The move toward translational research implies a critical change in how a voluntary health organization approaches its mandate, and there can be no one-size-fits-all approach. For the Leukemia & Lymphoma Society, for instance, the current state of science and medicine in blood cancers puts them somewhere in the middle. For example, there is a great deal of basic science that remains to be done, so the society continues to fund core academic research programs. Basic research is important because it is necessary to lay a strong foundation in the basic understanding of the disease; only then can researchers effectively identify targets. The Leukemia & Lymphoma Society, for which there are real opportunities to drive therapies out of the lab and into the clinic, has been increasingly investing in translational research.

For the society, that meant conducting a formal and extensive review of the existing research portfolio, explained DeGennaro. By looking at the research projects it was already funding through the lens of pharmaceutical drug development and discovery, it found that more than 10 percent of its already funded projects were actually in the development stage. This showed that the state of the science and medicine in the society’s disease space was advanced enough for substantial clinical development work to begin. It had the kinds of targets, assays, and biomarkers ready and available to put a focused translational development project in place, said DeGennaro.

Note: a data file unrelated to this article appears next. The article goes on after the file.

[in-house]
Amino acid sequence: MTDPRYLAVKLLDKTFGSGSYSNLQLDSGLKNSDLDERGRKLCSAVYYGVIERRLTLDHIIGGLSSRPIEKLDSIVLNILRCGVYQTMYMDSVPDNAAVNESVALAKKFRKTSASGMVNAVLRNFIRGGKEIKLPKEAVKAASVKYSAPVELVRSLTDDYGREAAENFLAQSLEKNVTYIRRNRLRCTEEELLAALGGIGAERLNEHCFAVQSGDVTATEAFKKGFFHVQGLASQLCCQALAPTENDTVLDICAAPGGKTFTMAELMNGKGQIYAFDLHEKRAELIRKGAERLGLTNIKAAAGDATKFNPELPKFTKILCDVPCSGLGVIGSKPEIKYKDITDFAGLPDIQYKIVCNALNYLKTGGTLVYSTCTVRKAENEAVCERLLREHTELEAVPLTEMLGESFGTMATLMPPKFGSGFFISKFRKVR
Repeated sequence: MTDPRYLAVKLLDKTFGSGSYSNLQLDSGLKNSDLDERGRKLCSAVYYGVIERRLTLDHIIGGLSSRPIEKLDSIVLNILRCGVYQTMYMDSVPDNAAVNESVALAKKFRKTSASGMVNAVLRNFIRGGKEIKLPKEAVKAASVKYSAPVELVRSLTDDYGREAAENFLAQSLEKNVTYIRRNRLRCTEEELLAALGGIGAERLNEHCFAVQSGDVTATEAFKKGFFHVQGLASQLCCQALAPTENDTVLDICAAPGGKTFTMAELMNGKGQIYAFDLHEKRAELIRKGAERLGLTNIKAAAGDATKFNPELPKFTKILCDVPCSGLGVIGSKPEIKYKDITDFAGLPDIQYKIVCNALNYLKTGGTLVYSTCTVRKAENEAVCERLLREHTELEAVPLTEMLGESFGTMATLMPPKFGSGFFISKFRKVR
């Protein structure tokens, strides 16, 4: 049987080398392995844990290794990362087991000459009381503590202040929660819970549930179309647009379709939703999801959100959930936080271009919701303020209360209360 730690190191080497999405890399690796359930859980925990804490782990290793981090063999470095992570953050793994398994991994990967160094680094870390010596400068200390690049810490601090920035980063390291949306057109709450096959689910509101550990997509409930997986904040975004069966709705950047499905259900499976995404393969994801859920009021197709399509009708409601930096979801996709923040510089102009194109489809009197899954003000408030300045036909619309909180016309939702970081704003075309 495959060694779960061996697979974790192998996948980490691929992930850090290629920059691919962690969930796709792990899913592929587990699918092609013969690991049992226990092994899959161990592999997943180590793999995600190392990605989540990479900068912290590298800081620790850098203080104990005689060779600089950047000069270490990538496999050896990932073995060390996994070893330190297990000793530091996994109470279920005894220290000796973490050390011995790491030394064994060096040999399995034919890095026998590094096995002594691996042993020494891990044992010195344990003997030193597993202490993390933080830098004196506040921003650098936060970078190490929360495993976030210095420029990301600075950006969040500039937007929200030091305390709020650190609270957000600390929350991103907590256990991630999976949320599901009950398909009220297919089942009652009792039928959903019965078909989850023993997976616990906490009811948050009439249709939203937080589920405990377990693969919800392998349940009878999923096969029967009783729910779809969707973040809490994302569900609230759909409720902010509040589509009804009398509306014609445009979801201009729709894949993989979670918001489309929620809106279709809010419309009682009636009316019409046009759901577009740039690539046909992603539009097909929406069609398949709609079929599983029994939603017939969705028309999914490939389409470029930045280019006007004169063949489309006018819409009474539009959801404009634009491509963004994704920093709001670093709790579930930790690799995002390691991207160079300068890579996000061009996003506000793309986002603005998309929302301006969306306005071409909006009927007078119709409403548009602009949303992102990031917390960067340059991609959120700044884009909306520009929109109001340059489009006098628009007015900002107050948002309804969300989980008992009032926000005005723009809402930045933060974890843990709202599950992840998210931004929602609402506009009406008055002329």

Through the discussions at the workshop, many participants agreed that there are key factors that need to back up the decision to fund translational research. Richard Insel, executive vice president of research for the Juvenile Diabetes Research Foundation, offered four key points to consider:

  • Know your disease

  • Know yourself

  • Know your partners

  • Identify your goal

KNOW YOUR DISEASE

To know where to begin and what needs to be funded, voluntary health organizations need a strong understanding of their target diseases and conditions—a map of their diseases. What is really known about the disease? What is unknown yet needs to be known in order to facilitate



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